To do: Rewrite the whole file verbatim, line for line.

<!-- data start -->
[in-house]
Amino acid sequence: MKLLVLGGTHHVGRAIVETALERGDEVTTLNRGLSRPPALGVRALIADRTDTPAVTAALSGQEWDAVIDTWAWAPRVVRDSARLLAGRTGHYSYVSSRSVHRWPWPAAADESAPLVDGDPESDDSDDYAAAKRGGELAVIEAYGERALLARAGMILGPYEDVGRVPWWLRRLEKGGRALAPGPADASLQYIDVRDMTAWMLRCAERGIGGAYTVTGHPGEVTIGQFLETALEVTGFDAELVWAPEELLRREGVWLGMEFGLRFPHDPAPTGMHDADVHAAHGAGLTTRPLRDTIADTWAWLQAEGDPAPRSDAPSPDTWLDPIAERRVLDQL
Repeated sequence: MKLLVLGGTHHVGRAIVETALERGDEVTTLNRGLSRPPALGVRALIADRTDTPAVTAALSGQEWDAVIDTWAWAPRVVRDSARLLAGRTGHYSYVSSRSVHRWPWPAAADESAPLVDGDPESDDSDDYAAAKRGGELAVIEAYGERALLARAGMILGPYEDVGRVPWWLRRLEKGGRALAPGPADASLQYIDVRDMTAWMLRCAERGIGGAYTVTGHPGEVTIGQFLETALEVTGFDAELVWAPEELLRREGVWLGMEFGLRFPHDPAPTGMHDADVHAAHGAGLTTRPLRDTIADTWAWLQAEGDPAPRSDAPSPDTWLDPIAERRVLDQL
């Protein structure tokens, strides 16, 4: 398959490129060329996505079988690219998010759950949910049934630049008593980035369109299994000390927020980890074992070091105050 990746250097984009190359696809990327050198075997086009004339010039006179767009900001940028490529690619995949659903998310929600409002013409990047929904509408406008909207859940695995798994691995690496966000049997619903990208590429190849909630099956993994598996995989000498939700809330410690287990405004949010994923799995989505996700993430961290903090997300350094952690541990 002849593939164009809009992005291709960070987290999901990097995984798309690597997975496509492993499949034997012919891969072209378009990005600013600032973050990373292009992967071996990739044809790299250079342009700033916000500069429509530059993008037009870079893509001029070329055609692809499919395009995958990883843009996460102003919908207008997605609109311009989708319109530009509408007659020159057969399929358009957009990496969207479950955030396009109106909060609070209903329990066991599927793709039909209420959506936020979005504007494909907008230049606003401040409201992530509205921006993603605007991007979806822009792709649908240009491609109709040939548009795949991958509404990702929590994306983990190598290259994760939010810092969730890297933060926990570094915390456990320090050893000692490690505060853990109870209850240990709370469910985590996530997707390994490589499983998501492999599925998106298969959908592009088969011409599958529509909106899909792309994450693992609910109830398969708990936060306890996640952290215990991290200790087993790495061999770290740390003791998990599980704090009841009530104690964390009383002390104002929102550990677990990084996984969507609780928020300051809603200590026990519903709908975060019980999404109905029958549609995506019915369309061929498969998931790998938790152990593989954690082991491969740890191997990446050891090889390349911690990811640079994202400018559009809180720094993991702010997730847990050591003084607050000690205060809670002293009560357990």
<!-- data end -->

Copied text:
[in-house]
Amino acid sequence: MKLLVLGGTHHVGRAIVETALERGDEVTTLNRGLSRPPALGVRALIADRTDTPAVTAALSGQEWDAVIDTWAWAPRVVRDSARLLAGRTGHYSYVSSRSVHRWPWPAAADESAPLVDGDPESDDSDDYAAAKRGGELAVIEAYGERALLARAGMILGPYEDVGRVPWWLRRLEKGGRALAPGPADASLQYIDVRDMTAWMLRCAERGIGGAYTVTGHPGEVTIGQFLETALEVTGFDAELVWAPEELLRREGVWLGMEFGLRFPHDPAPTGMHDADVHAAHGAGLTTRPLRDTIADTWAWLQAEGDPAPRSDAPSPDTWLDPIAERRVLDQL
Repeated sequence: MKLLVLGGTHHVGRAIVETALERGDEVTTLNRGLSRPPALGVRALIADRTDTPAVTAALSGQEWDAVIDTWAWAPRVVRDSARLLAGRTGHYSYVSSRSVHRWPWPAAADESAPLVDGDPESDDSDDYAAAKRGGELAVIEAYGERALLARAGMILGPYEDVGRVPWWLRRLEKGGRALAPGPADASLQYIDVRDMTAWMLRCAERGIGGAYTVTGHPGEVTIGQFLETALEVTGFDAELVWAPEELLRREGVWLGMEFGLRFPHDPAPTGMHDADVHAAHGAGLTTRPLRDTIADTWAWLQAEGDPAPRSDAPSPDTWLDPIAERRVLDQL
């Protein structure tokens, strides 16, 4: 398959490129060329996505079988690219998010759950949910049934630049008593980035369109299994000390927020980890074992070091105050 990746250097984009190359696809990327050198075997086009004339010039006179767009900001940028490529690619995949659903998310929600409002013409990047929904509408406008909207859940695995798994691995690496966000049997619903990208590429190849909630099956993994598996995989000498939700809330410690287990405004949010994923799995989505996700993430961290903090997300350094952690541990 002849593939164009809009992005291709960070987290999901990097995984798309690597997975496509492993499949034997012919891969072209378009990005600013600032973050990373292009992967071996990739044809790299250079342009700033916000500069429509530059993008037009870079893509001029070329055609692809499919395009995958990883843009996460102003919908207008997605609109311009989708319109530009509408007659020159057969399929358009957009990496969207479950955030396009109106909060609070209903329990066991599927793709039909209420959506936020979005504007494909907008230049606003401040409201992530509205921006993603605007991007979806822009792709649908240009491609109709040939548009795949991958509404990702929590994306983990190598290259994760939010810092969730890297933060926990570094915390456990320090050893000692490690505060853990109870209850240990709370469910985590996530997707390994490589499983998501492999599925998106298969959908592009088969011409599958529509909106899909792309994450693992609910109830398969708990936060306890996640952290215990991290200790087993790495061999770290740390003791998990599980704090009841009530104690964390009383002390104002929102550990677990990084996984969507609780928020300051809603200590026990519903709908975060019980999404109905029958549609995506019915369309061929498969998931790998938790152990593989954690082991491969740890191997990446050891090889390349911690990811640079994202400018559009809180720094993991702010997730847990050591003084607050000690205060809670002293009560357990």